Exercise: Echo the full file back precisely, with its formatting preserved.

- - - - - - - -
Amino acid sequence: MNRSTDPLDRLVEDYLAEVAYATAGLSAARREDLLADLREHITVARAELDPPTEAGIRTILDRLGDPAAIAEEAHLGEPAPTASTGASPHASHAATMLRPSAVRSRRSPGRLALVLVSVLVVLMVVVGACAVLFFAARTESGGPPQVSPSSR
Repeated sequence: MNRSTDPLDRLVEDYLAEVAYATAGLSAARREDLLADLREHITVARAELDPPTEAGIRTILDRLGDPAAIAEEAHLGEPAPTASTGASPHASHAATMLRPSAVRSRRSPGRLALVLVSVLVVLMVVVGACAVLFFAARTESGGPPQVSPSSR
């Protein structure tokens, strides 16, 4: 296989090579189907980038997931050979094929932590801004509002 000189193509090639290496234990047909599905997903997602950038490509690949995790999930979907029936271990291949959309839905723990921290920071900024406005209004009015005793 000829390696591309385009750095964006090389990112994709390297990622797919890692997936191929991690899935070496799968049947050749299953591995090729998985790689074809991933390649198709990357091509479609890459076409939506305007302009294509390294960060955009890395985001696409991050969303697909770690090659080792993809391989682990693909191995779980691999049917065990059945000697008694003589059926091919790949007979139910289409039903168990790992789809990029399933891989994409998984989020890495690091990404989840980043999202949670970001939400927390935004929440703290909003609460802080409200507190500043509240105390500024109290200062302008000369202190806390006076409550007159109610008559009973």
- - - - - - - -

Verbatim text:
Amino acid sequence: MNRSTDPLDRLVEDYLAEVAYATAGLSAARREDLLADLREHITVARAELDPPTEAGIRTILDRLGDPAAIAEEAHLGEPAPTASTGASPHASHAATMLRPSAVRSRRSPGRLALVLVSVLVVLMVVVGACAVLFFAARTESGGPPQVSPSSR
Repeated sequence: MNRSTDPLDRLVEDYLAEVAYATAGLSAARREDLLADLREHITVARAELDPPTEAGIRTILDRLGDPAAIAEEAHLGEPAPTASTGASPHASHAATMLRPSAVRSRRSPGRLALVLVSVLVVLMVVVGACAVLFFAARTESGGPPQVSPSSR
């Protein structure tokens, strides 16, 4: 296989090579189907980038997931050979094929932590801004509002 000189193509090639290496234990047909599905997903997602950038490509690949995790999930979907029936271990291949959309839905723990921290920071900024406005209004009015005793 000829390696591309385009750095964006090389990112994709390297990622797919890692997936191929991690899935070496799968049947050749299953591995090729998985790689074809991933390649198709990357091509479609890459076409939506305007302009294509390294960060955009890395985001696409991050969303697909770690090659080792993809391989682990693909191995779980691999049917065990059945000697008694003589059926091919790949007979139910289409039903168990790992789809990029399933891989994409998984989020890495690091990404989840980043999202949670970001939400927390935004929440703290909003609460802080409200507190500043509240105390500024109290200062302008000369202190806390006076409550007159109610008559009973």